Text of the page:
Zika has flown under most people’s radar until now because it usually causes such mild symptoms that three-quarters of infected people don’t even notice it. Symptoms include a fever, sometimes a rash, conjunctivitis and headache. It may occasionally cause a rare neurological condition called Guillain-Barre syndrome that's sometimes seen after an infection.
Zika is spread by the Aedes genus of mosquitoes. That includes the Aedes aegypti mosquito, which also spreads dengue virus, yellow fever virus and Chikungunya. It can also be spread by Aedes albopictus mosquitoes, commonly known as the Asian tiger mosquito. Aedes aegypti are restricted to tropical and subtropical regions but that’s a broad area – as far north as Georgia and South Carolina in the U.S. The Asian tiger mosquitoes have an even bigger range and are found across the entire southeastern U.S., into Missouri and Oklahoma and as far north as New York and into temperate areas of South America.
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People infected with Zika virus don’t infect one another. But, just as with malaria, people are the source for spreading the virus. A female mosquito bites an infected person and then can carry the virus to the next person she bites, so when people travel,they can bring the virus with them. The virus can take hold if enough people become infected for it to become endemic -- a word meaning it's in a region permanently.
Anyone curious about how far Zika will spread need only look at Chikungunya. Chikungunya had never been seen outside Africa and parts of Southeast Asia until about 2005. It spread quickly after that and once it hit the western hemisphere it took just months to spread across the Caribbean to central and then South America. Experts fully expect Chikungunya to establish itself in the southern U.S. at some point. One piece of good news for the U.S. is that Zika is not likely to spread as fast as West Nile virus did. West Nile virus, which has reached all of continental North America since it was first seen in New York in 1999, lives in birds and infects many more different species of mosquitoes, giving it more places to lurk.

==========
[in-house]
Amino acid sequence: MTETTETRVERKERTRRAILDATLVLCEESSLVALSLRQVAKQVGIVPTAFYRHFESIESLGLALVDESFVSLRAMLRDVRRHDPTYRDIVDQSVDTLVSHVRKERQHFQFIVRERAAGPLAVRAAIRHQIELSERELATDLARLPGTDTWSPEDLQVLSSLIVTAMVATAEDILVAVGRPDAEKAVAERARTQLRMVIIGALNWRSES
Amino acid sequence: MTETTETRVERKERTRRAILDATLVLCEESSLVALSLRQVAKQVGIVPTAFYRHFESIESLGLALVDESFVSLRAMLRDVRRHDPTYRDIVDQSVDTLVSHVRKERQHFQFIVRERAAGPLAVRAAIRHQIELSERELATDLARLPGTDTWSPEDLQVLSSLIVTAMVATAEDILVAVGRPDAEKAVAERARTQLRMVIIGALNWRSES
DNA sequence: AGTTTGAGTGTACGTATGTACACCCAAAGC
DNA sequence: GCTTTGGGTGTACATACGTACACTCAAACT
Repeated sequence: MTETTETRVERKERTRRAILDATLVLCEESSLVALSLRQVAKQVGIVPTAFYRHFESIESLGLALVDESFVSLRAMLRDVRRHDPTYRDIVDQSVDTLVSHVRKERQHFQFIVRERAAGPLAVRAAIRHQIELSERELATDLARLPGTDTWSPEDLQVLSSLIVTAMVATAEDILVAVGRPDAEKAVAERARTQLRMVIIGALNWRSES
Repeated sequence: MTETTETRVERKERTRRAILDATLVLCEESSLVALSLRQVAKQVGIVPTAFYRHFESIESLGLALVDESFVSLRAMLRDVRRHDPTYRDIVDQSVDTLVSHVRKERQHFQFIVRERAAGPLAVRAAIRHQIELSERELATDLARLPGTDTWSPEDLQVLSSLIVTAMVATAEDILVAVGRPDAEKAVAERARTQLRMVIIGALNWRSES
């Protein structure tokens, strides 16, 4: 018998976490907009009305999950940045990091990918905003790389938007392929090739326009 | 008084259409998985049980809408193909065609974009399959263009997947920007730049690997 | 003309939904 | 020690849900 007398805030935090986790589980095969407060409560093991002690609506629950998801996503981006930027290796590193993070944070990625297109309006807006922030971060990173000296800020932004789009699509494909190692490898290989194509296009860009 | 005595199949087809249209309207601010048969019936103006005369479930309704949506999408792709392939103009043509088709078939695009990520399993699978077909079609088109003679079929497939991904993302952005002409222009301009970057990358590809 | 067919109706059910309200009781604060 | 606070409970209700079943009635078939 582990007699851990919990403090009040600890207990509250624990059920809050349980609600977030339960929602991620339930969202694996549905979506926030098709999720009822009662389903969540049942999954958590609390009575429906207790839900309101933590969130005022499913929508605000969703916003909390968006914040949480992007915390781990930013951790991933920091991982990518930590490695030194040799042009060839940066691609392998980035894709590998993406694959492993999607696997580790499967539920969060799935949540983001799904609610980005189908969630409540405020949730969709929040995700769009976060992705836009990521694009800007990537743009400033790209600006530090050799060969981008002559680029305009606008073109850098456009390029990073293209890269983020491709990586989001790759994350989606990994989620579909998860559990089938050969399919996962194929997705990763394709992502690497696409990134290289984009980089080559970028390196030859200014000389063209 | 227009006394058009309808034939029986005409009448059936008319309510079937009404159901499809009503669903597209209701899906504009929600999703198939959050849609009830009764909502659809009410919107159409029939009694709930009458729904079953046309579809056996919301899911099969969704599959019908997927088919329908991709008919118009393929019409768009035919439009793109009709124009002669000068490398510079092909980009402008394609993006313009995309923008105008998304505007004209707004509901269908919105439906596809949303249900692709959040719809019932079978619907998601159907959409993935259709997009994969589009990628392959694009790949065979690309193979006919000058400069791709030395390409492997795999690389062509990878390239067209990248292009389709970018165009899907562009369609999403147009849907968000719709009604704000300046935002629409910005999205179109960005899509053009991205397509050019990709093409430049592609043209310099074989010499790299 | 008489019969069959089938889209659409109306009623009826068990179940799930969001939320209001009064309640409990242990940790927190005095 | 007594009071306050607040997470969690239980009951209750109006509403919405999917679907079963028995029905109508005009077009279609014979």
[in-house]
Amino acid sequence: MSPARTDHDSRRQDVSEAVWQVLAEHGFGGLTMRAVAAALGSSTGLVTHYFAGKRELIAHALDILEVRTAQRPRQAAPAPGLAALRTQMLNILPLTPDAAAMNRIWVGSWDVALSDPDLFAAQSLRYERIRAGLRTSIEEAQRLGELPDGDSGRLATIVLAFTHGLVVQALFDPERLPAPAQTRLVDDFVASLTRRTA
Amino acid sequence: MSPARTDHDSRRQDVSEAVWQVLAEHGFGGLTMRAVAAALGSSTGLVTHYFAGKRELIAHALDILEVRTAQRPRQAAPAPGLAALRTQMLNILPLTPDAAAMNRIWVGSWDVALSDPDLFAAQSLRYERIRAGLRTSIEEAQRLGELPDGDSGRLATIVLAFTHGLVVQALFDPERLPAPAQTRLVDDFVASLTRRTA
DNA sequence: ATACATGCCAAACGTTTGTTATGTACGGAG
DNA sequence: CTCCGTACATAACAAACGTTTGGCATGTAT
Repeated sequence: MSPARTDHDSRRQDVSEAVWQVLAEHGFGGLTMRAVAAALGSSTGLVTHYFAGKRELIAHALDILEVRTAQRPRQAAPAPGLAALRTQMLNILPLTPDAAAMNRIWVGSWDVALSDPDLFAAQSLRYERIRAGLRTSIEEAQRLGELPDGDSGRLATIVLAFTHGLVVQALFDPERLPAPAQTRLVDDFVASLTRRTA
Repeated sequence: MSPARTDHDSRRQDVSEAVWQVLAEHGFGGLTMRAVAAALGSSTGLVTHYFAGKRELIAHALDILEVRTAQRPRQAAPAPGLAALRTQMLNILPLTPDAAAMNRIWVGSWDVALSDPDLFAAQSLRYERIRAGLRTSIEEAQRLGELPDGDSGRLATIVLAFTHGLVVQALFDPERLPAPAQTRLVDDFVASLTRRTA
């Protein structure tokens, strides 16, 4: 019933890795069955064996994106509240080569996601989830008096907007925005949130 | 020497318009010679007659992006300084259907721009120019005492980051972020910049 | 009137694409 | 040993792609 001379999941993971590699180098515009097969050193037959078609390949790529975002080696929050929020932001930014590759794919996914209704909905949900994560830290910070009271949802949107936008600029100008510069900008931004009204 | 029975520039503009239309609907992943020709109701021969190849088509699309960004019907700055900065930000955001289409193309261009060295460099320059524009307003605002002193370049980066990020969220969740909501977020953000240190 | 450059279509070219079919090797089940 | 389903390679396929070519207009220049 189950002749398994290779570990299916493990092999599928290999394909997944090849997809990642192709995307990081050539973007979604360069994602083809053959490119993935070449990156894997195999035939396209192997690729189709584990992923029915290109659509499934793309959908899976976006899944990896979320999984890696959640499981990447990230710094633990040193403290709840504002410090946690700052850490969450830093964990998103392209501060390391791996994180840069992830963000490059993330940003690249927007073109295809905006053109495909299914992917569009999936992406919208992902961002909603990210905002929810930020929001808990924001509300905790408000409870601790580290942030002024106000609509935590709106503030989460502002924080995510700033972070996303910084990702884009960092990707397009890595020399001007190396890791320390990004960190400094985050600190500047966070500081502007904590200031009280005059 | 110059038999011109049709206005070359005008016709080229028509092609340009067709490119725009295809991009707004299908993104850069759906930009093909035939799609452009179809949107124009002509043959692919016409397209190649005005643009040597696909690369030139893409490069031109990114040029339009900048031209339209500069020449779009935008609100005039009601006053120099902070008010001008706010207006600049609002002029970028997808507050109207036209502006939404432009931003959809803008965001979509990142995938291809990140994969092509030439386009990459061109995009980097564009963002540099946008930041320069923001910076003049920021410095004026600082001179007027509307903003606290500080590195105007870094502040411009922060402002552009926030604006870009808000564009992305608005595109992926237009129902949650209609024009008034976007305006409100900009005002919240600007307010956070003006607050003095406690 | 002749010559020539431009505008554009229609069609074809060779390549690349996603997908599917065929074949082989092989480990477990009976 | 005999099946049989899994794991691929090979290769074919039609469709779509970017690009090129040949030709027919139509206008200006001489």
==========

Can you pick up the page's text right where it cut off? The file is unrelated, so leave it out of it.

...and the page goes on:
As with all mosquito-borne infections, the best way to control it is to control mosquitoes.
Zika’s strongly suspected of causing a severe birth defect called microcephaly, which causes underdevelopment of the head and brain. Babies with microcephaly often miscarry before they are born, or they die at birth. Those who survive are usually very disabled. Other viruses are known to cause microcephaly if a pregnant woman is infected – rubella is the most notorious. But Zika belongs to a family of viruses not known to cause birth defects and birth defects had not been noticed in countries that had Zika previously. It’s also not entirely clear to what degree cases of microcephaly have increased in Brazil, although 3,500 cases were seen in recent months. There are some smoking guns – some babies born with microcephaly or their mothers have evidence of the virus. But it’s hard to test for Zika and there’s no quick, on-the-spot test, making research difficult.
As with so many viruses, there is no specific treatment for Zika. Antibiotics can treat a range of bacterial infections but the same is not true of antiviral drugs. There had not been any market for a drug to treat Zika since it did not seem to cause severe health problems. There’s also no vaccine, for the same reason. But experts say it should be easy to make a vaccine against Zika.
Maggie Fox is a senior writer for NBC News and TODAY, covering health policy, science, medical treatments and disease.